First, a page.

"Wonder Woman" has broken many barriers, to say the least.
It has been hailed as DC's best film thus far, smashing box office records and gaining praise from audiences and members of the film industry alike.
Its balance of multidimensional and diverse characters, action, humour and romance made it stand out from past superhero films.
That, and that it was led by a powerful, fearless woman in Gal Gadot's Diana Prince.
But its power comes from its emotional sincerity and femininity, one that director Patty Jenkins wielded into a film worthy of "Wonder Woman".
Find out how the cast and crew under Jenkins' leadership brought the superhero to life on the big screen after 75 years:
The movie was inspired by the 1978 "Superman".
"I had been profoundly touched by Superman when I was a kid; it had this special place in my heart," said Jenkins to Rolling Stone.
"It hit these pockets so perfectly of comedy, action, romance. I wanted to do something that felt as good to go and see and have that adult stuff going on simultaneously," she added.
This lent to the similar positivity in Wonder Woman's origin story.
It was shot over six months on film.
Jenkins was adamant about using film over digital.
"There's a certain type of epic grander escapism that film gives you that you cannot - you will struggle very hard - to get that on video," she told Cinema Blend.
They changed Wonder Woman's timeline from WWII to WWI for an important reason.
It was decided that Diana Prince would encounter the world in World War I to contrast with how she was raised in Themiscyra as an "honourable" Amazonian warrior, said producer Charles Roven.
WWI was the first major war with the destruction of guns, gas attacks and other modern warfare.
"My approach was to focus on telling the story of mechanized war and how that would look to a god visiting our world for the first time. I wanted the audience to understand the horrors that a war on this scale makes possible and how shocking that would be to someone who comes with a strong sense of honour and justice," explained Jenkins to Cinema Blend.
Women also are not as empowered in that period.
"She's also coming to London where women have won the vote politically but are still not allowed in the hallowed government halls, are not part of the shaping of the government or the shaping of the laws," added Roven.
The paradise island of Themiscyra was shot in Italy.
The perfect landscape of Themiscyra was set in Marina di Camerota, Ravello and Matera, said producer Rebecca Steel Roven to Cosmopolitan.
The cast and crew stayed at a resort with their families, which helped everyone bond even more.
There was one downside to being at the beach: Gadot stepped on an urchin during a fight sequence.
The girl power and sisterhood were real both onscreen and offscreen.
"It was like one big celebration of women. The amazing thing about it is that all of us got along really, really, really well. We were all so happy for each other," said Gadot to the LA Times. Around 120 women were reported to be in the cast.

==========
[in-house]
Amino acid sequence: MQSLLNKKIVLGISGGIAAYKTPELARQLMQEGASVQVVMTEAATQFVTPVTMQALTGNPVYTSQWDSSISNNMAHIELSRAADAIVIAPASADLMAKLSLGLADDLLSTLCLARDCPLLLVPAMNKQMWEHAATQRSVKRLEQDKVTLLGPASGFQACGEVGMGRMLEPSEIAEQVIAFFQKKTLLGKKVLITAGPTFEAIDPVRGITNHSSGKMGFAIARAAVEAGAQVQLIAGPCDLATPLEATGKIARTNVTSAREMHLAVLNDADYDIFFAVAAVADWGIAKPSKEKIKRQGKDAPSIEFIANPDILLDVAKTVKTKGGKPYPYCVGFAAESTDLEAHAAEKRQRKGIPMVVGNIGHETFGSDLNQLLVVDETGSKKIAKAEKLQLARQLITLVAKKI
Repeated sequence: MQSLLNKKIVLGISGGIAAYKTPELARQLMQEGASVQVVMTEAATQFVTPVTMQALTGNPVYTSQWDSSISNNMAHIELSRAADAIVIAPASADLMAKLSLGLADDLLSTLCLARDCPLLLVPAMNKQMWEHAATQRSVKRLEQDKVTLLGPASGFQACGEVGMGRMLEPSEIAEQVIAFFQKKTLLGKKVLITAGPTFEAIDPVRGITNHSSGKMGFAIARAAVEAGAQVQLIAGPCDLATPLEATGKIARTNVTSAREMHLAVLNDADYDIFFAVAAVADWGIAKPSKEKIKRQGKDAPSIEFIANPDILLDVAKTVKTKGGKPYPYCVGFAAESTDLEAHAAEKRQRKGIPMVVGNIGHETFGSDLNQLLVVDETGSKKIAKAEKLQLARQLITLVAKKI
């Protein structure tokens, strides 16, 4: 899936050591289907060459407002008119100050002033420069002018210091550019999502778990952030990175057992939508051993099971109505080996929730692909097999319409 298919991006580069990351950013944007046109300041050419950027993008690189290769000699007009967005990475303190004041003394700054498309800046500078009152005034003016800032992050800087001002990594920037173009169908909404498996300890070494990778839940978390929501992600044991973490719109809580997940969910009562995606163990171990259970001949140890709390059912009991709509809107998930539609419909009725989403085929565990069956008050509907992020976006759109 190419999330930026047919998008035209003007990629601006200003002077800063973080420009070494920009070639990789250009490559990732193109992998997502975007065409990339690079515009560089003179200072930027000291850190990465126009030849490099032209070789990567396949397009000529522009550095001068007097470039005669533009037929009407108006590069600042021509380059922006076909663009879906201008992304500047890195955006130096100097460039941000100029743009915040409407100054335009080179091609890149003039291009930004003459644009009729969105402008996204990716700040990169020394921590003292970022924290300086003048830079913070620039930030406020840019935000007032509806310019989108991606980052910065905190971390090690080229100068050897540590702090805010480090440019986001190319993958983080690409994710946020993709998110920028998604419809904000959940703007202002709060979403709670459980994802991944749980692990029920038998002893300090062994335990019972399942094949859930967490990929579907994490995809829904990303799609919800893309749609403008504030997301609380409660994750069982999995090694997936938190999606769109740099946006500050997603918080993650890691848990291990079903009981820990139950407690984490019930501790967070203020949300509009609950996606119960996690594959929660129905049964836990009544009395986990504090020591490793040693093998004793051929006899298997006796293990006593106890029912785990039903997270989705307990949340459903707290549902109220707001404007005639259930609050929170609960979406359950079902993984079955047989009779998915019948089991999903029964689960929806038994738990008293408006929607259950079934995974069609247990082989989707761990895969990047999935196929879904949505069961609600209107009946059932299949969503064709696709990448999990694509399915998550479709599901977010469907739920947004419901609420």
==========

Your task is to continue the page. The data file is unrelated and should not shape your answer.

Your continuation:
It was also a family-friendly area.
Connie Nielsen, who played Queen Hippolyta, added, "It was the men who were standing up by the park with the kids while we were down on the beach with the horses and the swords."
The Amazonians were also played by real-life athletes, such as champion boxer Anne Wolfe, professional fighter Madeleine Vall Beijner, and CrossFit champion Brooke Ence, to name a few.
They trained hard for six months for the stunt choreography which included horseback riding and swordplay-and they did it all together.
"It was like being on a professional football team," said Robin Wright, who played General Antiope.
There were no deleted scenes, but Jenkins had to fight hard for the most iconic scene.
"We didn't cut one scene in this movie nor did we change the order of one scene in this movie from the script that we went in shooting with," said Jenkins to Collider.
That said, there is no director's cut, because what Jenkins envisioned is exactly what's in theatres.
However, she had to fight for one scene: the one in No Man's Land, where Diana Prince becomes her true warrior self in a wasteland.
Some questioned her idea, and she even put the sequences on a storyboard to convince everyone.
"It wasn't the most obvious scene to some of the people working with me because she's not fighting anyone, but I knew that scene had to have absolutely everything," she said to Rolling Stone.
"It's about her. We're not angry at the Germans… This is what she needs to do to get across [No Man's Land], and so it's about her," she explained in another interview with Fandango.
Jenkins wanted to reveal a "new kind of hero."
"I wanted to talk about the fact that we can't defeat the evils upon us by slaying one villain… we have to lay down the past and become responsible heroes ourselves," Jenkins told Rolling Stone.
"Often what that requires is love and peace instead of battle. That is a hugely important message to the world right now from my perspective."
As Gadot said in an interview with the Inquirer, "[Patty Jenkins] was chosen not because she was a woman, but because she was the right person for the task."